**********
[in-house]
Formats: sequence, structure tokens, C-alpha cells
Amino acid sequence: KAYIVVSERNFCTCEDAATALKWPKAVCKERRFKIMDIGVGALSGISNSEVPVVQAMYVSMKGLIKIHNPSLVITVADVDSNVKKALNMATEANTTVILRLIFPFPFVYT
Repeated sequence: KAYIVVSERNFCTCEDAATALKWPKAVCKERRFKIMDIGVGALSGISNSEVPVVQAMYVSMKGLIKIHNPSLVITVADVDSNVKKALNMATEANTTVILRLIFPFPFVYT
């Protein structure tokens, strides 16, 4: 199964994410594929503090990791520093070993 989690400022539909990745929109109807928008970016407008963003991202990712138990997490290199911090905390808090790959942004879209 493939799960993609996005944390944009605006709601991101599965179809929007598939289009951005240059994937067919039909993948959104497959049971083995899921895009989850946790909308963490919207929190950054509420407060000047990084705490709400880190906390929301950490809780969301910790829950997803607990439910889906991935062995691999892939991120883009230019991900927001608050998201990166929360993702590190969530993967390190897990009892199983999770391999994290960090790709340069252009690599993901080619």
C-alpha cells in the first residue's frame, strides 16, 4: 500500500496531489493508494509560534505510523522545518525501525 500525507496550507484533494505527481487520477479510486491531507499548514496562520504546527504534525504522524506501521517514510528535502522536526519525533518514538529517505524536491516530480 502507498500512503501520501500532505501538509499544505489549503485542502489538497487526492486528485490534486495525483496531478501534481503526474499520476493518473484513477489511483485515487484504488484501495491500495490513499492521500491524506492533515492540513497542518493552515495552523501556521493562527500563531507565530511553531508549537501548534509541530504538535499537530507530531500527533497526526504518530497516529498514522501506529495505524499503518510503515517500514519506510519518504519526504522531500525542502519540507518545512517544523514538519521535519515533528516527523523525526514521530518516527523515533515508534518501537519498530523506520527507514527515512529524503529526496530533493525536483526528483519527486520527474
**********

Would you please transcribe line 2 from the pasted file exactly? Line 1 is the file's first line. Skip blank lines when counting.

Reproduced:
Formats: sequence, structure tokens, C-alpha cells